In a nutshell, a Roth IRA is a type of individual retirement account that you contribute money to. Your contributions are then invested, and your money grows tax-free. That’s right.
What makes a Roth IRA so appealing is that your contributions grow tax-free and your withdrawals are tax-free too.
Of course, there are some things to consider if you are looking at investment options for your retirement. Let’s take a look at how the Roth IRA works, the potential benefits, as well as potential downsides and limitations.
What is an individual retirement account?
An individual retirement account, otherwise known as an IRA, is a personal savings account with certain tax advantages.
Your tax advantages all depend on what type of IRA you choose to contribute to. There are many IRAs to choose from: a Roth IRA or a traditional IRA, or for employers/small businesses, a SEP IRA or SIMPLE IRA.
You then choose where your contributions are invested in, whether it’s in stocks, bonds, mutual funds, etc.
So, it’s not just a savings account. It’s actually an investment account.
The idea is that your contributions grow with your investments, allowing you more financial security for your retirement.
How does a Roth IRA work?
Roth IRAs offer tax-free growth and tax-free distributions because the money you will contribute is after tax dollars – because it is money from your earned income. It’s already taxed.
Since you’ve already been taxed, there’s no need to pay taxes on the money again.
Key Benefits of a Roth IRA
Roth IRAs can be especially beneficial to those who expect to be in the higher tax bracket, making tax-free withdrawals even more favorable.
No required minimum distributions (RMDs)
Roth IRAs don’t have required minimum distributions, otherwise known as RMDs. With traditional IRAs, you are required to withdraw a certain amount after you turn 72. Otherwise, you will be taxed and penalized on 50% of the amount of the required distribution.
You can withdraw money, tax-free and penalty-free, five years from your first Roth IRA contribution or once you turn 59 and a half.
No age limitations
There are no age limitations to contribute to a Roth IRA. You can be any age, retired or not, and continue to contribute to a Roth for as long as you live.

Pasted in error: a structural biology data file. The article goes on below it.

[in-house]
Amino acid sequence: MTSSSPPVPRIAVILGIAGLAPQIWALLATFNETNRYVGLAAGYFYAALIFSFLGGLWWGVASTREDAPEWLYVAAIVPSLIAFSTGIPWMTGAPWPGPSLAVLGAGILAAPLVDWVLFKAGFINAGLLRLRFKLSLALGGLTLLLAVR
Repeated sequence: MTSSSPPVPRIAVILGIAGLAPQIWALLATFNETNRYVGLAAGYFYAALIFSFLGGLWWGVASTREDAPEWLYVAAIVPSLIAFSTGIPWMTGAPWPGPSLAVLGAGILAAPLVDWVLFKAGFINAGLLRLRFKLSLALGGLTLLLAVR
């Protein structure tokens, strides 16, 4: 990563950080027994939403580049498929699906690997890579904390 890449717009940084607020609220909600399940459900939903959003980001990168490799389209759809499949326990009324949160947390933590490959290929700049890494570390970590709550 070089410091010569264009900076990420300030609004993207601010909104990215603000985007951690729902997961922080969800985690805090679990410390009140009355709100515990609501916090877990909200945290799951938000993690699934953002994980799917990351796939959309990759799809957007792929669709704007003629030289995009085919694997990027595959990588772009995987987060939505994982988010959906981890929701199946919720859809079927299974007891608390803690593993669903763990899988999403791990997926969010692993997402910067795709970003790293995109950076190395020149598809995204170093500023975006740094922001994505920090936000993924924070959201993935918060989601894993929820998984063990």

No taxes for beneficiaries
If you pass your Roth to any beneficiaries, their withdrawals will be tax-free too.
No employee-plan limitations
Even if you contribute to employee plans, like a 401(k), you can still contribute to a Roth IRA.
Limitations & Downsides
Before opening a Roth IRA, there are a few things you’ll want to consider.
The maximum individual annual contribution for a Roth IRA is $6,000. If you’re 50 or older, your annual limit is $7,000. These annual contribution limits go for traditional IRAs as well.
Additionally, your income range must be within a certain amount in order to qualify for a Roth IRA. As of 2022, single individuals must have an annual income less than $129,000 in order to qualify to make full contributions, and less than $144,000 in order to make partial contributions.
Income taxes and penalties
If you withdraw investment earnings made from your Roth IRA earlier than age 59 and a half, you may be subject to income taxes and penalties.
Contributions are not tax-deductible
Unlike with the traditional IRA, your contributions to a Roth are not tax-deductible. That’s because your withdrawals will be tax-free.
- Roth IRAs are great for those expected to be in a higher tax bracket
- Consider the five year holding period to make qualified withdrawals – if you’re close to retirement, this may be a disadvantage to you.
- You can only contribute earned income to a Roth IRA
- Contributions grow tax-free and offer tax-free withdrawals
How do I open a Roth IRA?
If you’ve looked over your options for retirement accounts and are ready to contribute to a Roth IRA, opening an account is easy and quick.
Almost all brokerage ﬁrms, banks, and investment companies offer a Roth IRA.
You can easily apply to open a Roth online through any of these avenues.